Editing for Grammarphobes 2.0: Can or May?


Every Wednesday, Editing for Grammarphobes 2.0 features handy tips to enhance all of our writing, from daily emails to articles to books. After all, everyone needs to write, right?

Do you remember being in elementary school and having to use the facilities? Making your way up to the teacher’s desk after waiting too long to begin with, crossing your legs in a futile attempt to stave off what could only be described as certain humiliation?

“Can I have the girls’ bathroom pass?”

The teacher looks up blankly at you. “I suppose you could.” And then goes back to grading papers without handing you anything.

You hop from foot to foot, pee pee dancing in utter disbelief.

The teacher sighs and puts down her red pen. “May I help you?”

Finally, the lightbulb goes on. “May I have the girls’ bathroom pass?”

“Yes, of course, dear.”

You rip the pass out of her hand and sprint down the hall.

It was an infuriating, but effective way to learn the difference between can and may.

A lot of people think can means am/is/are able, while may requests permission, such as in the following examples. 

I can write a sentence.

May I have some candy?

Pretty cut and dried, right? Not so fast.

Wait, hold on a sec...

Both Merriam-Webster and the Oxford dictionaries state it's not improper to use can to ask permission. Merriam-Webster cites examples throughout history here

The Oxford reasoning states that "'permission' use of can is not in fact incorrect in standard English.The only difference between the two verbs is that one is more polite than the other. In informal contexts it’s perfectly acceptable to use can; in formal situations it would be better to use may."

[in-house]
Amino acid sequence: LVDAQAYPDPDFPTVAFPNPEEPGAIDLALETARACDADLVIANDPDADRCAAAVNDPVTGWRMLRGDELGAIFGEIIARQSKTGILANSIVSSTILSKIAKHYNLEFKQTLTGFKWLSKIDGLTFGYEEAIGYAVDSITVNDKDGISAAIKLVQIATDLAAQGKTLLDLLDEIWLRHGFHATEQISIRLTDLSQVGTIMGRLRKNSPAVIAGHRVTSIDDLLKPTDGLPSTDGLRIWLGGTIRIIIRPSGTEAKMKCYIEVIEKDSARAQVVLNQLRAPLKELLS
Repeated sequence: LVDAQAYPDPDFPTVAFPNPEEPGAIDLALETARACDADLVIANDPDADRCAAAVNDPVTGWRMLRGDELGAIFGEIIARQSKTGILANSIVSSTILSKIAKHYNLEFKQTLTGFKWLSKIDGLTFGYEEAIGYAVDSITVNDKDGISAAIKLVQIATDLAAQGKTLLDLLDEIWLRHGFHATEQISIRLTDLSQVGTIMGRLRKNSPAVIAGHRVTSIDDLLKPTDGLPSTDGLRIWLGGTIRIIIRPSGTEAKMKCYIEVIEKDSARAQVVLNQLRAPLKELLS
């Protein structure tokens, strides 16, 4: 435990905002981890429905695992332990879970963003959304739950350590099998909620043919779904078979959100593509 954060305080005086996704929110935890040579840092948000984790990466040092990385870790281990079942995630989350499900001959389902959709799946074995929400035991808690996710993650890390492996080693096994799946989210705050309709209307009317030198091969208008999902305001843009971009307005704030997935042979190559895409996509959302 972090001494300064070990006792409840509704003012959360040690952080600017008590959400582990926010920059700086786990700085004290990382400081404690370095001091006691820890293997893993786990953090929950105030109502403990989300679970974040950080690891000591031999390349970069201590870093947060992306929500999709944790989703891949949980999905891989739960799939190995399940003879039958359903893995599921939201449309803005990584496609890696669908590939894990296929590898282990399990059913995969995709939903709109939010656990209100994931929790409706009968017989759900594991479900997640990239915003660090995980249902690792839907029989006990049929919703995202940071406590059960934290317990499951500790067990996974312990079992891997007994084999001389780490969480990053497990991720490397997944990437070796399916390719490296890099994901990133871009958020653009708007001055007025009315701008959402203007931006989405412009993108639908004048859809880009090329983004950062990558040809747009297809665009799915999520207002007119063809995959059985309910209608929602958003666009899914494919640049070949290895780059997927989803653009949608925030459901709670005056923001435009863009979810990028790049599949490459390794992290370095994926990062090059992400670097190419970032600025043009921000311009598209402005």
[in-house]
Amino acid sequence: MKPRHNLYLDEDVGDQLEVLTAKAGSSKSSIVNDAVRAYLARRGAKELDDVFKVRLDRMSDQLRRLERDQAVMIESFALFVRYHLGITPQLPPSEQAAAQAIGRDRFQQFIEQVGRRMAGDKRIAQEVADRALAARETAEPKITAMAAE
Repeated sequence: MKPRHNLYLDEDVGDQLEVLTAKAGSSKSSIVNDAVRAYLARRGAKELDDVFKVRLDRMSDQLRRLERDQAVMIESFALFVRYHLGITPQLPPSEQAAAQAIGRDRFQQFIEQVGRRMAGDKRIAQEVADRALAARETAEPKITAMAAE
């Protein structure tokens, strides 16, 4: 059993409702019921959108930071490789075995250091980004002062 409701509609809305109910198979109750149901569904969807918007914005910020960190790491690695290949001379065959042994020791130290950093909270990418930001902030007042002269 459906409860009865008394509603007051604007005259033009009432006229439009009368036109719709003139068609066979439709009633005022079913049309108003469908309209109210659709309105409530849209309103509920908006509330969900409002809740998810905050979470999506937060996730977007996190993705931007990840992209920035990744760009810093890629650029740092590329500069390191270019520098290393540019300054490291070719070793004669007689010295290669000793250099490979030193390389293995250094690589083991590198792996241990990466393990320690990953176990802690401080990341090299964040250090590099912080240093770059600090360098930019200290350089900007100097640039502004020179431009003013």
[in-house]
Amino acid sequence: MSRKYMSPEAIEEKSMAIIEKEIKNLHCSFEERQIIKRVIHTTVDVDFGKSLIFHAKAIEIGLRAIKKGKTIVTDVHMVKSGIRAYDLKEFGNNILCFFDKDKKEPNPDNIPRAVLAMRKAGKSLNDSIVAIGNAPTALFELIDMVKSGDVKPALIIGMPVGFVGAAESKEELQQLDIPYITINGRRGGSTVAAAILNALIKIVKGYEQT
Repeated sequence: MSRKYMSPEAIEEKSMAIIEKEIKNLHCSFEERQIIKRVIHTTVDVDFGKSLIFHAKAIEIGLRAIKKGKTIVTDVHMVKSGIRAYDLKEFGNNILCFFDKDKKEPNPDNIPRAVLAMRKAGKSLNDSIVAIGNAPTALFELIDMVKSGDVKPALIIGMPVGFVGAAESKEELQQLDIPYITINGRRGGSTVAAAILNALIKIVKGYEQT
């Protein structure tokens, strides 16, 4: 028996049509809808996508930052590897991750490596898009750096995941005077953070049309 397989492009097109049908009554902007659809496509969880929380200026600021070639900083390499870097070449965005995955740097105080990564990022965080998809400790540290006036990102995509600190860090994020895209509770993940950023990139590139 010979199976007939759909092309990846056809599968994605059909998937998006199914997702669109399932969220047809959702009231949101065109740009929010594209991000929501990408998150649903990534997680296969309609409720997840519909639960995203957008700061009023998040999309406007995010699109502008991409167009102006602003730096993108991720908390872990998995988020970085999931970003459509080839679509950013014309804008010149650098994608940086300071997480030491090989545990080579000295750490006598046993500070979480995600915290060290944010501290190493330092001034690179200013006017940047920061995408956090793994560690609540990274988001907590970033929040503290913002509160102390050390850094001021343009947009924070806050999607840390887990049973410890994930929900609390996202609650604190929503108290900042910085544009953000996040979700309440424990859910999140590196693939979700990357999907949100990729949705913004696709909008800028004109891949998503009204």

So, basically, it's up to you, unless you're in a formal situation. Then use may

How formal is formal? 

If you're meeting the Queen, using may would be a good idea. Meeting your future in-laws? Maybe, if they are grammar geeks or word nerds. Asking your partner for a piece of the chocolate they're enjoying? Nah.

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These books are on my desk at all times. Maybe they'll help you as well.

The Associated Press Stylebook, 2017 edition
The Chicago Manual of Style, 17th edition
Strunk and White's The Elements of Style
Merriam-Webster's Collegiate Dictionary, 11th edition


A professional writer/editor for almost 30 years, Karen Wojcik Berner's wide and varied experience includes such topics as grammar, blog content, book reviews, corporate communications, the arts, paint and coatings, real estate, the fire service, writing and literature, research, and publishing. An award-winning journalist, her work has appeared in several magazines, newspapers, and blogs, including the Chicago Tribune, Writer Unboxed, Women's Fiction Writers, Naperville magazine, and Fresh Fiction. She also is the author of the Bibliophiles series, contemporary fiction with a sprinkling of the classics, and is a member of the Chicago Writers’ Association. For more information on Karen, please visit www.karenberner.com.


angel011 said…
And how formal is asking for permission to use the bathroom? :)

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